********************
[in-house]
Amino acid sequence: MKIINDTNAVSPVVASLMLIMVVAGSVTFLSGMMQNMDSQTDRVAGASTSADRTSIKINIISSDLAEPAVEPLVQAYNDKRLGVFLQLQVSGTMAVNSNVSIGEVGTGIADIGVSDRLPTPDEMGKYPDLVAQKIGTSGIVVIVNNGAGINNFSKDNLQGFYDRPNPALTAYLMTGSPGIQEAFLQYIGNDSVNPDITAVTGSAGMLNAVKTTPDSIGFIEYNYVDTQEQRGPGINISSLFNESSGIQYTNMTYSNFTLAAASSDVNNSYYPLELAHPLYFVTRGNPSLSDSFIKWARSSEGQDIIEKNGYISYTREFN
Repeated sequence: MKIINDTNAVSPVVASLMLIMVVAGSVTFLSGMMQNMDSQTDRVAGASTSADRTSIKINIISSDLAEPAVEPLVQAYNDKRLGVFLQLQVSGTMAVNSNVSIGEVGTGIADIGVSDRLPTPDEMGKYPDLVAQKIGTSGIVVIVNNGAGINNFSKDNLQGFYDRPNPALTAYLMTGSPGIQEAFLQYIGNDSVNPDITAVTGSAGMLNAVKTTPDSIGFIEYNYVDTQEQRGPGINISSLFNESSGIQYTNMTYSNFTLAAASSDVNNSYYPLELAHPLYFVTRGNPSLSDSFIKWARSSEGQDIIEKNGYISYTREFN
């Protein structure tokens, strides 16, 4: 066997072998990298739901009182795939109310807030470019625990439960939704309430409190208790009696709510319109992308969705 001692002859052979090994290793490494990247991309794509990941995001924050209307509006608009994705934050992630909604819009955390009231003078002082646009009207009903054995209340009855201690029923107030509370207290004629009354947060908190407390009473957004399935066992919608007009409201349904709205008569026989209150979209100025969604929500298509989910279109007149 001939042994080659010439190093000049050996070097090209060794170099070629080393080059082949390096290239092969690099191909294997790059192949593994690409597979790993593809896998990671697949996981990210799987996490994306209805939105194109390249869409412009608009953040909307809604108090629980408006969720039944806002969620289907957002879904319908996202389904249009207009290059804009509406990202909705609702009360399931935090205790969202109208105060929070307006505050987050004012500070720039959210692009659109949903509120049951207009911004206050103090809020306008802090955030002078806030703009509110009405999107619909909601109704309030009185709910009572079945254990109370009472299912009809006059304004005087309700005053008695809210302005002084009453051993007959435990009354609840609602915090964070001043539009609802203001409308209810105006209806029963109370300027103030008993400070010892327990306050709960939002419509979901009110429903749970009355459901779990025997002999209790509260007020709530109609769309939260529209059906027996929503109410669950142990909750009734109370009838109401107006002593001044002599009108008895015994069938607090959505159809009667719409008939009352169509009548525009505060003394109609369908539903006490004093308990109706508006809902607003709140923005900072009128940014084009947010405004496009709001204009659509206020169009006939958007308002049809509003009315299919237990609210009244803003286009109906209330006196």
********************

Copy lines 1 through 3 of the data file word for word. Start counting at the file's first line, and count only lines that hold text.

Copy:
[in-house]
Amino acid sequence: MKIINDTNAVSPVVASLMLIMVVAGSVTFLSGMMQNMDSQTDRVAGASTSADRTSIKINIISSDLAEPAVEPLVQAYNDKRLGVFLQLQVSGTMAVNSNVSIGEVGTGIADIGVSDRLPTPDEMGKYPDLVAQKIGTSGIVVIVNNGAGINNFSKDNLQGFYDRPNPALTAYLMTGSPGIQEAFLQYIGNDSVNPDITAVTGSAGMLNAVKTTPDSIGFIEYNYVDTQEQRGPGINISSLFNESSGIQYTNMTYSNFTLAAASSDVNNSYYPLELAHPLYFVTRGNPSLSDSFIKWARSSEGQDIIEKNGYISYTREFN
Repeated sequence: MKIINDTNAVSPVVASLMLIMVVAGSVTFLSGMMQNMDSQTDRVAGASTSADRTSIKINIISSDLAEPAVEPLVQAYNDKRLGVFLQLQVSGTMAVNSNVSIGEVGTGIADIGVSDRLPTPDEMGKYPDLVAQKIGTSGIVVIVNNGAGINNFSKDNLQGFYDRPNPALTAYLMTGSPGIQEAFLQYIGNDSVNPDITAVTGSAGMLNAVKTTPDSIGFIEYNYVDTQEQRGPGINISSLFNESSGIQYTNMTYSNFTLAAASSDVNNSYYPLELAHPLYFVTRGNPSLSDSFIKWARSSEGQDIIEKNGYISYTREFN